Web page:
58. Dexter said on June 29, 2016 at 3:09 pm

    or perhaps you prefer Billy Bragg’s thoughts in song…
    https://www.youtube.com/watch?v=IlkXQm7tSCY

  59. Scout said on June 29, 2016 at 4:34 pm

    Deborah @ 42: Your comment made me think of this article. It’s a long read, but pretty darn insightful.

    http://www.theatlantic.com/magazine/archive/2016/07/how-american-politics-went-insane/485570/

  60. MichaelG said on June 29, 2016 at 7:44 pm

    So $560 later I have A/C. Also at 95, it’s 10 degrees cooler than it has been so things are comfy here.

    Went to the Doc this afternoon and had the drain and stitches out. Feels pretty good.

  61. Deborah said on June 29, 2016 at 7:45 pm

    Good article Scout.

    MichaelG, I can only post photos on Facebook, and you have to be a Facebook friend of mine to see them. Anyone here who wants to be a friend, my last name is Beckett and you know my first name, just send me a friend request on FB and I’ll happily accept. I have some new photos from today to post on my timeline but I haven’t done it yet since we just got back. Remember folks, the place is tiny, less than 200 SF of interior space, it’s narrow and long and tall, very unusual for a cabin. The final skin isn’t on it yet so it looks pretty rough around the edges, but it is a cabin, remember. I’m really happy with the way it’s looking, can’t wait for it to be finished.

  62. Sherri said on June 29, 2016 at 7:56 pm

    Trump is sending mass emails for donations to members of Parliament in the UK, Iceland, Australia, Denmark, Finland, and Canada. That soliciting campaign donations from foreign nationals is illegal is almost beside the point in the face of the level of incompetence shown. Trump can’t even run a grift well.

    Even so, he’s still polling around the 40% mark. If someone even moderately competent decides to pick up Trump’s bigotry and xenophobia and run with it next time, especially now that Trump has riled up the marks, what happens then?

  63. nancy said on June 29, 2016 at 8:56 pm

    As I recall, the original plan Deborah sketched out for their N.M. house was a series of freestanding “rooms” comprising one larger homestead, connected by short walkways. A kitchen room, a bedroom, a living room, etc. Because weather isn’t much of a factor there, it makes a very deliberate sense. What I’m seeing in her Facebook photos isn’t quite suggestive of that. DB, with your permission, I’d be happy to download and post a couple; tell me which ones.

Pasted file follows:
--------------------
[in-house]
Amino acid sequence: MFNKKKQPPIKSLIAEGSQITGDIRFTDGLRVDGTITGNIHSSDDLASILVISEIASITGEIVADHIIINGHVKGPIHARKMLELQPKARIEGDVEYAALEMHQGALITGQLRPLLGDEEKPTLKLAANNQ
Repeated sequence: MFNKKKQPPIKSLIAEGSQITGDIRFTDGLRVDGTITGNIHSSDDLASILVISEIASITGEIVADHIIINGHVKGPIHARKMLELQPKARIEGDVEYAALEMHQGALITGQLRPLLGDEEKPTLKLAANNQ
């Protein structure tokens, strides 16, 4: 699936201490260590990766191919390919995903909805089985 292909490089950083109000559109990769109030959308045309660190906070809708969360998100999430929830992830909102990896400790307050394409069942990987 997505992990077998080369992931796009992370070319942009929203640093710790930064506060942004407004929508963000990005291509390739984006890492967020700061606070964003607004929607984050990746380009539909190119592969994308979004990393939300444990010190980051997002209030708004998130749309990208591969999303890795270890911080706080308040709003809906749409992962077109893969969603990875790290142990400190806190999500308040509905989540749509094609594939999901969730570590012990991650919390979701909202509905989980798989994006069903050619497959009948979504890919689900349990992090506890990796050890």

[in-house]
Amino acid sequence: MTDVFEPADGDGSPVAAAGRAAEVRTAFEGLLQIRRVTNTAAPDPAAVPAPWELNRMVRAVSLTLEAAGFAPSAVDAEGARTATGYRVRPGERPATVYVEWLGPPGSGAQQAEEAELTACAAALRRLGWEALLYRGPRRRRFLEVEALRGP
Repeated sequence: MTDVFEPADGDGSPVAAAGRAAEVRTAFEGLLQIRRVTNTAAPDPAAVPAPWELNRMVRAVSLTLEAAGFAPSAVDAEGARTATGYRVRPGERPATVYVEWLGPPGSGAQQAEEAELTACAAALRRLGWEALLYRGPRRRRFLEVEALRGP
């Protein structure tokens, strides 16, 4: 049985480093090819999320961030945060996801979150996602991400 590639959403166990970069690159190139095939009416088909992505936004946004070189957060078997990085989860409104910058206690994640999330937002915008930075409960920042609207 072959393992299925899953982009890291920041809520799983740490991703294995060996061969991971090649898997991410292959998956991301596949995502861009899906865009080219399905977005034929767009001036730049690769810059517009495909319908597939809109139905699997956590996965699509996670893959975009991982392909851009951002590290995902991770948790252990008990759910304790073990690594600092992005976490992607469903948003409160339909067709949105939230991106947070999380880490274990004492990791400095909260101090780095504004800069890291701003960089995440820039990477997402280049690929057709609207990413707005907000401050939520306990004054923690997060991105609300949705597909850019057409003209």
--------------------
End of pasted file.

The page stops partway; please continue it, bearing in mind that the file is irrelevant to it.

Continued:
64. Jill said on June 29, 2016 at 9:22 pm

    Who knew so many people on FB share your name, Deborah? Luckily I remembered where you grew up so I could figure out which was you by high school. I would love to see your photos of your place.

  65. alex said on June 29, 2016 at 10:39 pm

    Got through most of the Atlantic article posted by Scout over dinner alone tonight after a meeting. True, porkbarrel horse trading is a tiny slice of the fiscal pie and if it does that much good I’m all for it. Indiana lost one of its big breadwinners–and commonsense legislators–when the nutbaggers tossed out Dick Lugar. We have a blue-dog Dem in his place now who has to constantly showboat his pro-life, pro-gun, anti-gay bona fides and the Republicans still hate him and make him out to be a Bolshevik and could topple him in a New York nanosecond.

    I wish this national nightmare were over. I hate this era of politics.

  66. Deborah said on June 29, 2016 at 11:34 pm

    We just got through watching 2 episodes of the new season of Orange is the New Black. I still haven’t posted anything new of FB. I promise I will tomorrow. Nancy, you’re sort of correct about our plan, we are doing a number of small buildings that together will comprise a full “house”. But they won’t be connected by a walkway, they will be purposefully separated from each other so that you will be forced to spend time outside on the land when you go from one to the other. That is our experiment for now anyway, plans may change down the road. Who knows? The first building is this cabin, the next one is a bath house and after that, a kitchen house and so on. We originally had planned that each one would be less than 200 SF partly to avoid having to get a building permit for each one. It hasn’t quite worked out that way, for various reasons we went ahead and got a permit for this cabin and we’ve decided to get permits for all of the buildings. It’s a long story, it’s late and it’s been a long day. Good night.